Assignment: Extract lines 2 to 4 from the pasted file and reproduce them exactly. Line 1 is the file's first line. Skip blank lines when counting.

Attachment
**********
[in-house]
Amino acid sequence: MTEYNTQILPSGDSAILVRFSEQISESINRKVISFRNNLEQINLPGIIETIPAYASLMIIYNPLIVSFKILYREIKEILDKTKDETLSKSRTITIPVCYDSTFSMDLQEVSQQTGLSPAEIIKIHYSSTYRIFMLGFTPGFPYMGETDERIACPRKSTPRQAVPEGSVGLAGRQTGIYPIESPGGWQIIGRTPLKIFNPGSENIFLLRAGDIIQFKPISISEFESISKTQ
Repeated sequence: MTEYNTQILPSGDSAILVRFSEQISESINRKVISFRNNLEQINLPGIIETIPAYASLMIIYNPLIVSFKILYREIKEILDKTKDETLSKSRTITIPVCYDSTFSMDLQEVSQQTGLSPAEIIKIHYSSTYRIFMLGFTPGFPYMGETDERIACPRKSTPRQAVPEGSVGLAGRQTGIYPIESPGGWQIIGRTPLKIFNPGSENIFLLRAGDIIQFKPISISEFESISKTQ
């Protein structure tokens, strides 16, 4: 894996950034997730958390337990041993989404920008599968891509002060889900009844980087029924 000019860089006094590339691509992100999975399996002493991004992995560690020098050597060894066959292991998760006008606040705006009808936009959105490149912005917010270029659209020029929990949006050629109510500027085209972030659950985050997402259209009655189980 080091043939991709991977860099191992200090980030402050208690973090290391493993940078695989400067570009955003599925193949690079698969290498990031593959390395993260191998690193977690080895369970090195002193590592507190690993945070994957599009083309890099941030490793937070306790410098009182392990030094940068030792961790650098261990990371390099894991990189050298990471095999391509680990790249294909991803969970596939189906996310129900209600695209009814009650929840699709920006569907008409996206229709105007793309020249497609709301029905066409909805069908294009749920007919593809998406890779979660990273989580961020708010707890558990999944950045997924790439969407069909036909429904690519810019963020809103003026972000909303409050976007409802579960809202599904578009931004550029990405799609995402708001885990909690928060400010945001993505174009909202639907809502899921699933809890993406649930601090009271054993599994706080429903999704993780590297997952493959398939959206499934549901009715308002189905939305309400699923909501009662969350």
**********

Amino acid sequence: MTEYNTQILPSGDSAILVRFSEQISESINRKVISFRNNLEQINLPGIIETIPAYASLMIIYNPLIVSFKILYREIKEILDKTKDETLSKSRTITIPVCYDSTFSMDLQEVSQQTGLSPAEIIKIHYSSTYRIFMLGFTPGFPYMGETDERIACPRKSTPRQAVPEGSVGLAGRQTGIYPIESPGGWQIIGRTPLKIFNPGSENIFLLRAGDIIQFKPISISEFESISKTQ
Repeated sequence: MTEYNTQILPSGDSAILVRFSEQISESINRKVISFRNNLEQINLPGIIETIPAYASLMIIYNPLIVSFKILYREIKEILDKTKDETLSKSRTITIPVCYDSTFSMDLQEVSQQTGLSPAEIIKIHYSSTYRIFMLGFTPGFPYMGETDERIACPRKSTPRQAVPEGSVGLAGRQTGIYPIESPGGWQIIGRTPLKIFNPGSENIFLLRAGDIIQFKPISISEFESISKTQ
């Protein structure tokens, strides 16, 4: 894996950034997730958390337990041993989404920008599968891509002060889900009844980087029924 000019860089006094590339691509992100999975399996002493991004992995560690020098050597060894066959292991998760006008606040705006009808936009959105490149912005917010270029659209020029929990949006050629109510500027085209972030659950985050997402259209009655189980 080091043939991709991977860099191992200090980030402050208690973090290391493993940078695989400067570009955003599925193949690079698969290498990031593959390395993260191998690193977690080895369970090195002193590592507190690993945070994957599009083309890099941030490793937070306790410098009182392990030094940068030792961790650098261990990371390099894991990189050298990471095999391509680990790249294909991803969970596939189906996310129900209600695209009814009650929840699709920006569907008409996206229709105007793309020249497609709301029905066409909805069908294009749920007919593809998406890779979660990273989580961020708010707890558990999944950045997924790439969407069909036909429904690519810019963020809103003026972000909303409050976007409802579960809202599904578009931004550029990405799609995402708001885990909690928060400010945001993505174009909202639907809502899921699933809890993406649930601090009271054993599994706080429903999704993780590297997952493959398939959206499934549901009715308002189905939305309400699923909501009662969350």